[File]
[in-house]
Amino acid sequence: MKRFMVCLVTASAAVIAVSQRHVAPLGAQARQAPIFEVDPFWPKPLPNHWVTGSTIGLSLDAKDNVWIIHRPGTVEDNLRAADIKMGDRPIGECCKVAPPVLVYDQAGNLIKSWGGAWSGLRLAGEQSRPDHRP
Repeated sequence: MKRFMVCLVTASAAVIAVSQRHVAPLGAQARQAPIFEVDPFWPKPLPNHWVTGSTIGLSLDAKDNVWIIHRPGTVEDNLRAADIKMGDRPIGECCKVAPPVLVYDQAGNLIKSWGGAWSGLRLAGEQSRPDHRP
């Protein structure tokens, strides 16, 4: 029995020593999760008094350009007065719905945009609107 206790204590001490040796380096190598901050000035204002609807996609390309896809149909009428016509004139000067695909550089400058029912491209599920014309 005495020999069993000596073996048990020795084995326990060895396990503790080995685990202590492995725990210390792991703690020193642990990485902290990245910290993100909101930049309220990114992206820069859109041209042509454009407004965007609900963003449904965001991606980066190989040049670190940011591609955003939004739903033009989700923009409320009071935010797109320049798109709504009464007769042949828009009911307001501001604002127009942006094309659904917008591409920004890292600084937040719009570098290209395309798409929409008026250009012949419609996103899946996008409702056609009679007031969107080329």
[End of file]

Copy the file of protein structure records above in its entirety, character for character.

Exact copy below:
[in-house]
Amino acid sequence: MKRFMVCLVTASAAVIAVSQRHVAPLGAQARQAPIFEVDPFWPKPLPNHWVTGSTIGLSLDAKDNVWIIHRPGTVEDNLRAADIKMGDRPIGECCKVAPPVLVYDQAGNLIKSWGGAWSGLRLAGEQSRPDHRP
Repeated sequence: MKRFMVCLVTASAAVIAVSQRHVAPLGAQARQAPIFEVDPFWPKPLPNHWVTGSTIGLSLDAKDNVWIIHRPGTVEDNLRAADIKMGDRPIGECCKVAPPVLVYDQAGNLIKSWGGAWSGLRLAGEQSRPDHRP
């Protein structure tokens, strides 16, 4: 029995020593999760008094350009007065719905945009609107 206790204590001490040796380096190598901050000035204002609807996609390309896809149909009428016509004139000067695909550089400058029912491209599920014309 005495020999069993000596073996048990020795084995326990060895396990503790080995685990202590492995725990210390792991703690020193642990990485902290990245910290993100909101930049309220990114992206820069859109041209042509454009407004965007609900963003449904965001991606980066190989040049670190940011591609955003939004739903033009989700923009409320009071935010797109320049798109709504009464007769042949828009009911307001501001604002127009942006094309659904917008591409920004890292600084937040719009570098290209395309798409929409008026250009012949419609996103899946996008409702056609009679007031969107080329």